We all know: the pandemic and the past year (and a half) have sucked. It is hard to find silver linings. Some of the things I loved most about being at Western, being in London, came to a grinding halt almost instantaneously and simultaneously. Shabbat dinners, being able to see friends and meet new people at events, for Hillel and for the other clubs I have been a part of over the years, and really any opportunity to gather with people who are special to me felt like they would be absent for my last school year. Rather than accepting full loneliness and isolation from one another, the staff and student leadership of Western Hillel worked tirelessly from the summer to the spring to make sure our community came together as often and as meaningfully as possible. I, for one, am so tired of Zoom and Teams and Skype. However, being able to connect to anyone around the world this past year has opened up opportunities for myself and so many others.

This last semester, I was a part of a Jewish Learning Fellowship cohort with Leora (our awesome Senior Jewish Educator – you should meet her if you have not yet). If we had been in person, several of the people in my cohort would not have been there and their voices and ideas would never have made it into our sessions. Because of Zoom, Jason was able to call in from B.C., and anyone who moved home from London out of residence, for instance, was still able to join, in a way they simply couldn’t have otherwise.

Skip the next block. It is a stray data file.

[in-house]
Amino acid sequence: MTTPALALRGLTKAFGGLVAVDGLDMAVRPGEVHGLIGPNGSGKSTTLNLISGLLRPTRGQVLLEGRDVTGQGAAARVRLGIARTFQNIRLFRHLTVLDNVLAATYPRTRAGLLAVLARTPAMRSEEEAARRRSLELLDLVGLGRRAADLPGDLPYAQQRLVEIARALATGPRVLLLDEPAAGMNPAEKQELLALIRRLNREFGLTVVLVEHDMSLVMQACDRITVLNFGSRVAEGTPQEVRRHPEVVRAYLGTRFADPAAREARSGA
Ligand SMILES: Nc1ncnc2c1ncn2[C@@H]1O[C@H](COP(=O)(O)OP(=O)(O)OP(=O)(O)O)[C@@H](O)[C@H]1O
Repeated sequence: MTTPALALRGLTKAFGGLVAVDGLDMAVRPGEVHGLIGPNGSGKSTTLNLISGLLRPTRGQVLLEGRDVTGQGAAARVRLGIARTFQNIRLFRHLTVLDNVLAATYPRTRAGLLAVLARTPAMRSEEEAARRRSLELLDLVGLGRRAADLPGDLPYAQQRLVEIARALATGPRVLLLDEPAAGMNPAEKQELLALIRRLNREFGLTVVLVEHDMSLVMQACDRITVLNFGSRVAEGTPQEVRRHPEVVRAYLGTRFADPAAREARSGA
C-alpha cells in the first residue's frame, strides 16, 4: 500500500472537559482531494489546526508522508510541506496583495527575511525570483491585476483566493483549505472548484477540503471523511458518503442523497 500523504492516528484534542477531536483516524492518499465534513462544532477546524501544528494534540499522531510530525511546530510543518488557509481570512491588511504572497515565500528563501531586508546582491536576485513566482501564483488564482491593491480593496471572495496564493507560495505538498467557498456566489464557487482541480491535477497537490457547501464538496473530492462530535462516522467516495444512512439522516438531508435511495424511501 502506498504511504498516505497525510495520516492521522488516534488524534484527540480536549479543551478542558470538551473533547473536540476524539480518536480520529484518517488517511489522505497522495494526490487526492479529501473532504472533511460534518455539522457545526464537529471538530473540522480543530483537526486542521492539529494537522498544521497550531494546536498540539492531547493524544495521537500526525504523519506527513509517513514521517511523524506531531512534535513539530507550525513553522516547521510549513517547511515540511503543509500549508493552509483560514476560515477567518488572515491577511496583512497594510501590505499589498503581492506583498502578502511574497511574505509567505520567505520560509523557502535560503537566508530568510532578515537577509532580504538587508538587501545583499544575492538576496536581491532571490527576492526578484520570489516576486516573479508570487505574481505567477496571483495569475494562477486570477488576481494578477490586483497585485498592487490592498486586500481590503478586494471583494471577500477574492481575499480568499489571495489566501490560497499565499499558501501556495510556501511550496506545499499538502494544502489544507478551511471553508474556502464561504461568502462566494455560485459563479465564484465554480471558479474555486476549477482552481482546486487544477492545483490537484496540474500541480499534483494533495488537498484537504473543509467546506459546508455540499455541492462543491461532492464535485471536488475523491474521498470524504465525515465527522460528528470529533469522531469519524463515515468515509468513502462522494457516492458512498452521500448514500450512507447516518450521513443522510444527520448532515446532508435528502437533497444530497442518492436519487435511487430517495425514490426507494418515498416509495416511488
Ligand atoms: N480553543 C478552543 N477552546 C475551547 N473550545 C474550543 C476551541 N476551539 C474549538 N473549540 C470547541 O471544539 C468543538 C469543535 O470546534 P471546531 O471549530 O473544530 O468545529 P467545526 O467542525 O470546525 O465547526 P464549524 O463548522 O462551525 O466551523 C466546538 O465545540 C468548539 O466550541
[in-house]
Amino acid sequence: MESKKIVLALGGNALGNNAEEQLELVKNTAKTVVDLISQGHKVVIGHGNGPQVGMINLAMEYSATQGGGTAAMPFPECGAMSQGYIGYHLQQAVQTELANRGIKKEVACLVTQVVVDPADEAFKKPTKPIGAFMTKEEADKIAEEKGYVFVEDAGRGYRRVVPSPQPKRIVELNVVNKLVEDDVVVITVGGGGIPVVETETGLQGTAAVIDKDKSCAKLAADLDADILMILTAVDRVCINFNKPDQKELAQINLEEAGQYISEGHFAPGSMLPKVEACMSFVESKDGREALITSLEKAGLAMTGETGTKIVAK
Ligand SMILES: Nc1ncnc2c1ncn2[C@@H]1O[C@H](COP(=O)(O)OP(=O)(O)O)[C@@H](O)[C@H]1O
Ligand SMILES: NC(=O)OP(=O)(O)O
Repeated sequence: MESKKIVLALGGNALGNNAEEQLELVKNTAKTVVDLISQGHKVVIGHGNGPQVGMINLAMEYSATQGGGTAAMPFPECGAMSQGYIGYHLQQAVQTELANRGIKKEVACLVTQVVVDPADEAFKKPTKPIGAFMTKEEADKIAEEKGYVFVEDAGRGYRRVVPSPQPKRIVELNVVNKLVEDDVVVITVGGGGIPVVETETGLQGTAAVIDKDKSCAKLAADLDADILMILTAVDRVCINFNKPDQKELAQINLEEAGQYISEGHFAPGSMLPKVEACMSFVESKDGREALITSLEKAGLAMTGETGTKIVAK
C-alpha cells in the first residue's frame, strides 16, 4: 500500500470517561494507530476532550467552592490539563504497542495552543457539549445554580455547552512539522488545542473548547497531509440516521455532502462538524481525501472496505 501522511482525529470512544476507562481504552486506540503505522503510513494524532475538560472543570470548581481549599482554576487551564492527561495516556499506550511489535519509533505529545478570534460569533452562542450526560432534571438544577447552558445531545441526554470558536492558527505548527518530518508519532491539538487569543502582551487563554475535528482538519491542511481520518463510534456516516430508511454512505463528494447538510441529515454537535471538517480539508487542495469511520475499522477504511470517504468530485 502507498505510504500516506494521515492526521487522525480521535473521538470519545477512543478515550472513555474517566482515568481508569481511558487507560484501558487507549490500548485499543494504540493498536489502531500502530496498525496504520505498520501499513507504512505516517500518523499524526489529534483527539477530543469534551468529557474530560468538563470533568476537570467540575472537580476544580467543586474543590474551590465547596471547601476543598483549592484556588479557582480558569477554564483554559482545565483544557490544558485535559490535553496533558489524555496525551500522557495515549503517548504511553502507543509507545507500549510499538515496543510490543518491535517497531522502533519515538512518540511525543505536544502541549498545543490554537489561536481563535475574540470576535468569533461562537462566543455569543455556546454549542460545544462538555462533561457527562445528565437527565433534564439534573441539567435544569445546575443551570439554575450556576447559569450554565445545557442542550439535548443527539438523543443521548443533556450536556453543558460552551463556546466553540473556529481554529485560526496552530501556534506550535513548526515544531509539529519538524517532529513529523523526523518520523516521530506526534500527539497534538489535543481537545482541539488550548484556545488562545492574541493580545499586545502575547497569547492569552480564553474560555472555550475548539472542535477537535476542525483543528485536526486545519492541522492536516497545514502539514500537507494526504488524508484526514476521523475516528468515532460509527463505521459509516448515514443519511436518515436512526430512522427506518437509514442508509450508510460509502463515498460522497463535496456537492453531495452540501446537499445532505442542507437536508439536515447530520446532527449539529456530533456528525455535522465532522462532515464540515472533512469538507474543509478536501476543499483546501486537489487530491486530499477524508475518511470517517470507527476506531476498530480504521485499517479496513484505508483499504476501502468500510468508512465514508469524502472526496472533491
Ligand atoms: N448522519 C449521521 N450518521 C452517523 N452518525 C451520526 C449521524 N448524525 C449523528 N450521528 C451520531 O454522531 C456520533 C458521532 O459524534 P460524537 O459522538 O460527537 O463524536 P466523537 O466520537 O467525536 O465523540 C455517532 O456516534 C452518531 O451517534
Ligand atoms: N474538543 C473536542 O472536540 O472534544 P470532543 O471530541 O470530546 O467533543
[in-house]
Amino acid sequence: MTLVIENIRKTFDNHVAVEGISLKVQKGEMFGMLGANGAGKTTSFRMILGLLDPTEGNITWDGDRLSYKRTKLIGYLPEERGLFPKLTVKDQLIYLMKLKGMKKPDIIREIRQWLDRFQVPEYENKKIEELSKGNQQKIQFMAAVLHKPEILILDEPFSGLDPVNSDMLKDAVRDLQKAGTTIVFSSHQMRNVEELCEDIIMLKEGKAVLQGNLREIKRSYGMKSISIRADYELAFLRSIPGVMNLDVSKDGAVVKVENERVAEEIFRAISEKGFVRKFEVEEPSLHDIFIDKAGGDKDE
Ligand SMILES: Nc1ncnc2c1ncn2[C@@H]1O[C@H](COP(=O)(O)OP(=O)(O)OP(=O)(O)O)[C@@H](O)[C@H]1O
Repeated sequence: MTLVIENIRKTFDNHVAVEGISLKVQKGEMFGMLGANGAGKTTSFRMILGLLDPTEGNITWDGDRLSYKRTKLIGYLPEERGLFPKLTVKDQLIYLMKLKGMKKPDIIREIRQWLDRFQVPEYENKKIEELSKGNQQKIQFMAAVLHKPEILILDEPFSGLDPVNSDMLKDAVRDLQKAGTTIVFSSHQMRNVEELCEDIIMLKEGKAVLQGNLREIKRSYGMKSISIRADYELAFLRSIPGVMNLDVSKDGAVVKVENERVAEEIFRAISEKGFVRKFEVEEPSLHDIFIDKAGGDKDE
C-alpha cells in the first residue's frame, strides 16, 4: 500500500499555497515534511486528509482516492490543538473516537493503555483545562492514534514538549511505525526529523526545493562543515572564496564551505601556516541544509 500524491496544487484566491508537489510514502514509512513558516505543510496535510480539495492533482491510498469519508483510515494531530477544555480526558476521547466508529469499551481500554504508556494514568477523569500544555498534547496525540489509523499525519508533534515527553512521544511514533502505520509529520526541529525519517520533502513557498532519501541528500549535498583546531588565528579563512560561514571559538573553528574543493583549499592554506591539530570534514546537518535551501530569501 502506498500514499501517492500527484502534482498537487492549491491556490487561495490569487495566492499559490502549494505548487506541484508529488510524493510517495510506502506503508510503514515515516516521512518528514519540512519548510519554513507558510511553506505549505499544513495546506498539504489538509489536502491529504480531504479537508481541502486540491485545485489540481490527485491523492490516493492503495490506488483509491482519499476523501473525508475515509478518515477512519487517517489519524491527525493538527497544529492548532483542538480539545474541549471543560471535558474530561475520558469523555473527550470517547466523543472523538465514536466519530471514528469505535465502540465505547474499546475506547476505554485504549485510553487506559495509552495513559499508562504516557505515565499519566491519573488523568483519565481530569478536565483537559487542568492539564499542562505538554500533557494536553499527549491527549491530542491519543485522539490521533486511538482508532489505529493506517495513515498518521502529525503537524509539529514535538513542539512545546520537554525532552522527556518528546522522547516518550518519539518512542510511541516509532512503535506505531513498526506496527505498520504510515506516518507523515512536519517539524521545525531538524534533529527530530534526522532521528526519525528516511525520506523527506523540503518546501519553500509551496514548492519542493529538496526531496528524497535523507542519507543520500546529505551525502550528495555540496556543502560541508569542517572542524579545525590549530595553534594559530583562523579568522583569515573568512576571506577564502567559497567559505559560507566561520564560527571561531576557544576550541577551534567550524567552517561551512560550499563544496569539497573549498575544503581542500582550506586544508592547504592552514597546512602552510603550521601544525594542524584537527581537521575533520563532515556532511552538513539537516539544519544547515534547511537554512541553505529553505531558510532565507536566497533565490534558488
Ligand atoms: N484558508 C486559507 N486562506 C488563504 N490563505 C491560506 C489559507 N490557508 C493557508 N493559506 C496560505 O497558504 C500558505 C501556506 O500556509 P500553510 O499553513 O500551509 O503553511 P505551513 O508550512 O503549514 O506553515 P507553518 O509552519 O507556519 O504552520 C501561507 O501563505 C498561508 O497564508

As I move on from my undergrad, I have been thinking about what Hillel has meant to me and what it could mean for you, my fellow students, as you continue here at Western. This is a beautiful place. You will make friends, you will deepen friendships you already have. You will learn, teach, and experience. You will eat. My goodness, you will eat.  Keep an open mind and try out new programs. Having a Jewish community at your home away from home will enrich your life, as it has enriched mine. 

Thank you, Western Hillel.
Jacob Brickman